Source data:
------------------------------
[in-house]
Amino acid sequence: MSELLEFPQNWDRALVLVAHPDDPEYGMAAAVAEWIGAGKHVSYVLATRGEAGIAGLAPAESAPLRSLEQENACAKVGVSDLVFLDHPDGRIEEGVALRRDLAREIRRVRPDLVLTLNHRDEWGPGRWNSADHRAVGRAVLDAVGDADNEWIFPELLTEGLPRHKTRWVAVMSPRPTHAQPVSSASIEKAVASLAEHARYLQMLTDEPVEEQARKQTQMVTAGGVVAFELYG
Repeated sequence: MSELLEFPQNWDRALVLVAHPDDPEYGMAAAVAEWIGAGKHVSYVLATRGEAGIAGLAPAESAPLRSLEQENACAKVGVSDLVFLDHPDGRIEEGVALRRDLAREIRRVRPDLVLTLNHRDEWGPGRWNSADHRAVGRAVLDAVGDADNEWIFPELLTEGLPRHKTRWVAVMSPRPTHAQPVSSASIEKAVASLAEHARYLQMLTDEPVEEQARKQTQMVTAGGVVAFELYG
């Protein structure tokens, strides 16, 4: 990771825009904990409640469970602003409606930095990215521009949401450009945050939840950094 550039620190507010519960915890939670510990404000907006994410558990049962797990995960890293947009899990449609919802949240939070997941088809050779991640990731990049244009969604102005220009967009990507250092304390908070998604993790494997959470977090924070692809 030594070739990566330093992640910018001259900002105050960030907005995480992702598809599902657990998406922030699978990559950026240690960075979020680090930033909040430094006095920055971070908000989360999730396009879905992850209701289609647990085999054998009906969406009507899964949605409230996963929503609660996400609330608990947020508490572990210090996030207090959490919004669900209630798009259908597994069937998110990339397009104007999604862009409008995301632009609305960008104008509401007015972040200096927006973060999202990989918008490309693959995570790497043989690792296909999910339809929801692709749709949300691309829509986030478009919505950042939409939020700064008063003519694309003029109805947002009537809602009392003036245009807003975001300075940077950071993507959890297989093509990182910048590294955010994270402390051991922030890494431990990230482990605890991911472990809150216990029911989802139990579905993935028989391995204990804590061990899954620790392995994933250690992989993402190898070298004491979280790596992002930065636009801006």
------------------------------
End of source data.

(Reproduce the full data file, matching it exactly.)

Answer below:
[in-house]
Amino acid sequence: MSELLEFPQNWDRALVLVAHPDDPEYGMAAAVAEWIGAGKHVSYVLATRGEAGIAGLAPAESAPLRSLEQENACAKVGVSDLVFLDHPDGRIEEGVALRRDLAREIRRVRPDLVLTLNHRDEWGPGRWNSADHRAVGRAVLDAVGDADNEWIFPELLTEGLPRHKTRWVAVMSPRPTHAQPVSSASIEKAVASLAEHARYLQMLTDEPVEEQARKQTQMVTAGGVVAFELYG
Repeated sequence: MSELLEFPQNWDRALVLVAHPDDPEYGMAAAVAEWIGAGKHVSYVLATRGEAGIAGLAPAESAPLRSLEQENACAKVGVSDLVFLDHPDGRIEEGVALRRDLAREIRRVRPDLVLTLNHRDEWGPGRWNSADHRAVGRAVLDAVGDADNEWIFPELLTEGLPRHKTRWVAVMSPRPTHAQPVSSASIEKAVASLAEHARYLQMLTDEPVEEQARKQTQMVTAGGVVAFELYG
């Protein structure tokens, strides 16, 4: 990771825009904990409640469970602003409606930095990215521009949401450009945050939840950094 550039620190507010519960915890939670510990404000907006994410558990049962797990995960890293947009899990449609919802949240939070997941088809050779991640990731990049244009969604102005220009967009990507250092304390908070998604993790494997959470977090924070692809 030594070739990566330093992640910018001259900002105050960030907005995480992702598809599902657990998406922030699978990559950026240690960075979020680090930033909040430094006095920055971070908000989360999730396009879905992850209701289609647990085999054998009906969406009507899964949605409230996963929503609660996400609330608990947020508490572990210090996030207090959490919004669900209630798009259908597994069937998110990339397009104007999604862009409008995301632009609305960008104008509401007015972040200096927006973060999202990989918008490309693959995570790497043989690792296909999910339809929801692709749709949300691309829509986030478009919505950042939409939020700064008063003519694309003029109805947002009537809602009392003036245009807003975001300075940077950071993507959890297989093509990182910048590294955010994270402390051991922030890494431990990230482990605890991911472990809150216990029911989802139990579905993935028989391995204990804590061990899954620790392995994933250690992989993402190898070298004491979280790596992002930065636009801006």